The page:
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103
Sharing the Cost of Multicast Transmissions
 Journal of Computer and System Sciences
, 2001
"... We investigate costsharing algorithms for multicast transmission. Economic considerations point to two distinct mechanisms, marginal cost and Shapley value, as the two solutions most appropriate in this context. We prove that the former has a natural algorithm that uses only two messages per link o ..."
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Cited by 254 (18 self)
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We investigate costsharing algorithms for multicast transmission. Economic considerations point to two distinct mechanisms, marginal cost and Shapley value, as the two solutions most appropriate in this context. We prove that the former has a natural algorithm that uses only two messages per link of the multicast tree, while we give evidence that the latter requires a quadratic total number of messages. We also show that the welfare value achieved by an optimal multicast tree is NPhard to approximate within any constant factor, even for boundeddegree networks. The lowerbound proof for the Shapley value uses a novel algebraic technique for bounding from below the number of messages exchanged in a distributed computation; this technique may prove useful in other contexts as well. 1
Bidding and Allocation in Combinatorial Auctions
 In ACM Conference on Electronic Commerce
, 2000
"... When an auction of multiple items is performed, it is often desirable to allow bids on combinations of items, as opposed to only on single items. Such an auction is often called "combinatorial ", and the exponential number of possible combinations results in computational intractability of many a ..."
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Cited by 242 (11 self)
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When an auction of multiple items is performed, it is often desirable to allow bids on combinations of items, as opposed to only on single items. Such an auction is often called "combinatorial ", and the exponential number of possible combinations results in computational intractability of many aspects regarding such an auction. This paper considers two of these aspects: the bidding language and the allocation algorithm. First we consider which kinds of bids on combinations are allowed and how, i.e. in what language, they are specified. The basic tradeoff is the expressibility of the language versus its simplicity. We consider and formalize several bidding languages and compare their strengths. We prove exponential separations between the expressive power of different languages, and show that one language, "ORbids with phantom items", can polynomially simulate the others. We then consider the problem of determining the best allocation  a problem known to be computationally intractable. We suggest an approach based on Linear Programming (LP) and motivate it. We prove that the LP approach finds an optimal allocation if and only if prices can be attached to single items in the auction. We pinpoint several classes of auctions where this is the case, and suggest greedy and branchandbound heuristics based on LP for other cases. 1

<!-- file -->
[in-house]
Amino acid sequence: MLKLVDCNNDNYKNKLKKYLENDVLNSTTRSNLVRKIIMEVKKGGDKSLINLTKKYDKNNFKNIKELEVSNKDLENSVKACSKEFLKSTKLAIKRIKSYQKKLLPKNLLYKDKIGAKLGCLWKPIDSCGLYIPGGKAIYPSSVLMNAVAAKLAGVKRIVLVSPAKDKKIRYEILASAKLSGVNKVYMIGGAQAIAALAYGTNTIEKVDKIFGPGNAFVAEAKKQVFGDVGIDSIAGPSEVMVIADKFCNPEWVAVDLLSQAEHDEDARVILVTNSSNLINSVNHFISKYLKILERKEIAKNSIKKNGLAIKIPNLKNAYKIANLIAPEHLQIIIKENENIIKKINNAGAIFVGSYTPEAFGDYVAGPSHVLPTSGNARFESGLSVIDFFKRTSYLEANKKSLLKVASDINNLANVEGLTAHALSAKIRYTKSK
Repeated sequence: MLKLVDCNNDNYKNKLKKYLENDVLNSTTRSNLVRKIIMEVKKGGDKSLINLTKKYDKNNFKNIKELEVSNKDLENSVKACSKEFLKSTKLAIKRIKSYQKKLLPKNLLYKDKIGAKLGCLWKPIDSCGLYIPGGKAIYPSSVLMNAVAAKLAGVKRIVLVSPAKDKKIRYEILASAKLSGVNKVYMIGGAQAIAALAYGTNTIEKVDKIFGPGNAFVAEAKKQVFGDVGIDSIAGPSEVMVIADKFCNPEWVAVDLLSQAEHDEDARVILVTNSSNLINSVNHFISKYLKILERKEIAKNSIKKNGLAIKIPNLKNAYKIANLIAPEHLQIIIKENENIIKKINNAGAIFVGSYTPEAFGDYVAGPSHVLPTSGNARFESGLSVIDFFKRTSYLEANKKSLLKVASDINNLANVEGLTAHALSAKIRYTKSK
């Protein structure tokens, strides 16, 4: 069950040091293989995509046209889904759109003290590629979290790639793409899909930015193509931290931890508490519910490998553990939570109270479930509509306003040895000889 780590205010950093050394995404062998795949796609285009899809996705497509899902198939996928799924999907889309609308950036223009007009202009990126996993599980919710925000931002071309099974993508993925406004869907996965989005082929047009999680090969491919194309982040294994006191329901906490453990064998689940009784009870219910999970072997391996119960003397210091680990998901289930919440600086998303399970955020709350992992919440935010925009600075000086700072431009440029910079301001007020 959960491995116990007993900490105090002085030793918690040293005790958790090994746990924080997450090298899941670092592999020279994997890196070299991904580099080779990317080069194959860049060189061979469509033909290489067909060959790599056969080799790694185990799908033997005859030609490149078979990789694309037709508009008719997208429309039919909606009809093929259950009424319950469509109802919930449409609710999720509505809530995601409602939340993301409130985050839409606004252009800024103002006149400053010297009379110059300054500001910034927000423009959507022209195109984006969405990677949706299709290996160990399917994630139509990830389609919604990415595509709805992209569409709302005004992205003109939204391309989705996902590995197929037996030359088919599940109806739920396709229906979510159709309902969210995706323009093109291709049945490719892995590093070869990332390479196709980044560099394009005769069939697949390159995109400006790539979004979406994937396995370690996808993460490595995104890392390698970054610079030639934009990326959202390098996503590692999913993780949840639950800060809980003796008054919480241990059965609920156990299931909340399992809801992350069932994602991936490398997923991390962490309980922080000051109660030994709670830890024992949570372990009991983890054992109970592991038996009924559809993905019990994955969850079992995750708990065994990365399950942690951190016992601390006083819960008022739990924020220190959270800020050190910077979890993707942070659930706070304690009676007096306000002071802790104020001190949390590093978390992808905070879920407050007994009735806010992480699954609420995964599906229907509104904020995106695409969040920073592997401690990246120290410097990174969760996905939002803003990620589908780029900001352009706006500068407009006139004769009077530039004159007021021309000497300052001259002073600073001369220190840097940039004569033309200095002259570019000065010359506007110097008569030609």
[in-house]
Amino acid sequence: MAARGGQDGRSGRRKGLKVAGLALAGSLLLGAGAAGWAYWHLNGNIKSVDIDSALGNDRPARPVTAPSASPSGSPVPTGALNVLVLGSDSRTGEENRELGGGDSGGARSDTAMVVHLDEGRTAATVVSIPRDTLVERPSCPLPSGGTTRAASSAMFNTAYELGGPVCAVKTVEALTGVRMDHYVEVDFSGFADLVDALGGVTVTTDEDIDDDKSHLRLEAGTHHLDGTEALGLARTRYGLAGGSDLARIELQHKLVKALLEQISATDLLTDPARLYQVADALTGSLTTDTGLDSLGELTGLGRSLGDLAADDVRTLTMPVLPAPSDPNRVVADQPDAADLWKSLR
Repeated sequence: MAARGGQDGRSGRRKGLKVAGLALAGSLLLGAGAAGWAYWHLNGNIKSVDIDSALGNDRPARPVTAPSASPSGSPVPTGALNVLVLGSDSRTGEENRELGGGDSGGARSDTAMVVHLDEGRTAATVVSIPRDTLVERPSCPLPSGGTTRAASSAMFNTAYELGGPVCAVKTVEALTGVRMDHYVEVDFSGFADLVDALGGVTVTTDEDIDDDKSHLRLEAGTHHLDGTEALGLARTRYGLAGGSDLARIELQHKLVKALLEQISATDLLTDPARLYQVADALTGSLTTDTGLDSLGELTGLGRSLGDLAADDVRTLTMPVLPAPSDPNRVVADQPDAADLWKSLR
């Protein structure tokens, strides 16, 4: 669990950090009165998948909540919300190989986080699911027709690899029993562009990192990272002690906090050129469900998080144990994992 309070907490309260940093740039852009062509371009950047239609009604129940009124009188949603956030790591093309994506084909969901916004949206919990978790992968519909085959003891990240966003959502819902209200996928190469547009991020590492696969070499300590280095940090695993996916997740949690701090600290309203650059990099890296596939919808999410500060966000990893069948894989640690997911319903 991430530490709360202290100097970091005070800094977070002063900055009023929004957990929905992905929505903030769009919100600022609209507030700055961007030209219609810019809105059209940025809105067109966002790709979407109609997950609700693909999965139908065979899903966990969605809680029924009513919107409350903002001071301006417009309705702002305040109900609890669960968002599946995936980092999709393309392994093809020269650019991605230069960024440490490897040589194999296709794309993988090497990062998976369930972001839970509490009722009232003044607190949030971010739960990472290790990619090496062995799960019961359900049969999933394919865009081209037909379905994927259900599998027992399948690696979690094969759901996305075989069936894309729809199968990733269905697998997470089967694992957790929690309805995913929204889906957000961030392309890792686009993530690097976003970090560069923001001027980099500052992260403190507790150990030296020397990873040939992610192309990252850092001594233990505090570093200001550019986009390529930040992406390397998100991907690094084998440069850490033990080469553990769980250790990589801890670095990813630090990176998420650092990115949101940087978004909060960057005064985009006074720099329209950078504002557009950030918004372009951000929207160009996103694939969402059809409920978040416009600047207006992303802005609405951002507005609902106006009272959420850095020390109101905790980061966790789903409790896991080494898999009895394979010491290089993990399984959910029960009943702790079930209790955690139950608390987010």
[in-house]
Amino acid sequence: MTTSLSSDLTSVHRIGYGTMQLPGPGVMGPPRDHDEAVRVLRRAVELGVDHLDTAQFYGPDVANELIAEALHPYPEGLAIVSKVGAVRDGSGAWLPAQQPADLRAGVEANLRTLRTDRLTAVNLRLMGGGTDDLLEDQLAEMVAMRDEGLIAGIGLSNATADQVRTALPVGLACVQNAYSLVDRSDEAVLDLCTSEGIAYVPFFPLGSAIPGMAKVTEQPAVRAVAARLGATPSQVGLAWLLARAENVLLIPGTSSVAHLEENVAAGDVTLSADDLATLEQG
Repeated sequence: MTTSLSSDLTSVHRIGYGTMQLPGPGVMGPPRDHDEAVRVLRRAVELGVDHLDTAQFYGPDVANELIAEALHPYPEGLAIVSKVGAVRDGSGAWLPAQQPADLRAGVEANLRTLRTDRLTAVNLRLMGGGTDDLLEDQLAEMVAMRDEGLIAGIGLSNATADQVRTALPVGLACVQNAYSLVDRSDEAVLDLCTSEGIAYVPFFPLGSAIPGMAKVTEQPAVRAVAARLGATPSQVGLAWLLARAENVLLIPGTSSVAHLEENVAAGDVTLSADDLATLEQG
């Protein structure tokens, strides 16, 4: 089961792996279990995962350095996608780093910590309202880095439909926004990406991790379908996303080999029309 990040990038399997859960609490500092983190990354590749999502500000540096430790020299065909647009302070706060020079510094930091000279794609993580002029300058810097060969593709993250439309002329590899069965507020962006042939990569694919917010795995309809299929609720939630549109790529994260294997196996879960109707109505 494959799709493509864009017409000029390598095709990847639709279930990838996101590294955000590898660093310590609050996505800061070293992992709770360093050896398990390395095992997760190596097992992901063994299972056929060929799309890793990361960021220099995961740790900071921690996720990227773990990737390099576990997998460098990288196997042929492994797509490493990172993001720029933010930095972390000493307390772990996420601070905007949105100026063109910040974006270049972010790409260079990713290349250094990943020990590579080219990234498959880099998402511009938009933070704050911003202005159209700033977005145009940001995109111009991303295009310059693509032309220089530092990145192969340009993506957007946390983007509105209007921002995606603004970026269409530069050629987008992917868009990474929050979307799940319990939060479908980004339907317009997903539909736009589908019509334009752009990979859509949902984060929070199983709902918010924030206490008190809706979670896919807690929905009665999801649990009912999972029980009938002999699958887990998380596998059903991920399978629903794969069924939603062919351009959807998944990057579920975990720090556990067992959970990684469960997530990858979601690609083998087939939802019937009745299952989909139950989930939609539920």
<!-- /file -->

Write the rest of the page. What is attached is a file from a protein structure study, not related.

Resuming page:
Distributed Rational Decision Making
, 1999
"... Introduction Automated negotiation systems with selfinterested agents are becoming increasingly important. One reason for this is the technology push of a growing standardized communication infrastructureInternet, WWW, NII, EDI, KQML, FIPA, Concordia, Voyager, Odyssey, Telescript, Java, etco ..."
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Cited by 167 (0 self)
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Introduction Automated negotiation systems with selfinterested agents are becoming increasingly important. One reason for this is the technology push of a growing standardized communication infrastructureInternet, WWW, NII, EDI, KQML, FIPA, Concordia, Voyager, Odyssey, Telescript, Java, etcover which separately designed agents belonging to different organizations can interact in an open environment in realtime and safely carry out transactions. The second reason is strong application pull for computer support for negotiation at the operative decision making level. For example, we are witnessing the advent of small transaction electronic commerce on the Internet for purchasing goods, information, and communication bandwidth [29]. There is also an industrial trend toward virtual enterprises: dynamic alliances of small, agile enterprises which together can take advantage of economies of scale when available (e.g., respond to mor